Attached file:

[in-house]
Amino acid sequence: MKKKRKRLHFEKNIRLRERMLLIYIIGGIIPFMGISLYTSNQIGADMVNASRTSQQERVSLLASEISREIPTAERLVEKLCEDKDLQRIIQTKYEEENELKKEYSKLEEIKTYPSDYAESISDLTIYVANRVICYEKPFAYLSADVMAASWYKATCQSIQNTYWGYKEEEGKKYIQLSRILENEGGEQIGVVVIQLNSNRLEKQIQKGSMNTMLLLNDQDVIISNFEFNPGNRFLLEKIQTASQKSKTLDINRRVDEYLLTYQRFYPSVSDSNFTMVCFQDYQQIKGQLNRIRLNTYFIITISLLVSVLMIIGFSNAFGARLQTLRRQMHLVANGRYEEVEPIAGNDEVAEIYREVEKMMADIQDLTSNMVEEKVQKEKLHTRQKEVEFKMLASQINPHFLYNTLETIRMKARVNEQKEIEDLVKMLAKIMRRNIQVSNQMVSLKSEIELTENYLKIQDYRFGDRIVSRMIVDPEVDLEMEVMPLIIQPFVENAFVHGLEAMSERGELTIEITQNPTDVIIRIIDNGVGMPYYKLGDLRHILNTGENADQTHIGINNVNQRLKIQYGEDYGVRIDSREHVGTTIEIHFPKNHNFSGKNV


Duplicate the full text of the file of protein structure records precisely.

[in-house]
Amino acid sequence: MKKKRKRLHFEKNIRLRERMLLIYIIGGIIPFMGISLYTSNQIGADMVNASRTSQQERVSLLASEISREIPTAERLVEKLCEDKDLQRIIQTKYEEENELKKEYSKLEEIKTYPSDYAESISDLTIYVANRVICYEKPFAYLSADVMAASWYKATCQSIQNTYWGYKEEEGKKYIQLSRILENEGGEQIGVVVIQLNSNRLEKQIQKGSMNTMLLLNDQDVIISNFEFNPGNRFLLEKIQTASQKSKTLDINRRVDEYLLTYQRFYPSVSDSNFTMVCFQDYQQIKGQLNRIRLNTYFIITISLLVSVLMIIGFSNAFGARLQTLRRQMHLVANGRYEEVEPIAGNDEVAEIYREVEKMMADIQDLTSNMVEEKVQKEKLHTRQKEVEFKMLASQINPHFLYNTLETIRMKARVNEQKEIEDLVKMLAKIMRRNIQVSNQMVSLKSEIELTENYLKIQDYRFGDRIVSRMIVDPEVDLEMEVMPLIIQPFVENAFVHGLEAMSERGELTIEITQNPTDVIIRIIDNGVGMPYYKLGDLRHILNTGENADQTHIGINNVNQRLKIQYGEDYGVRIDSREHVGTTIEIHFPKNHNFSGKNV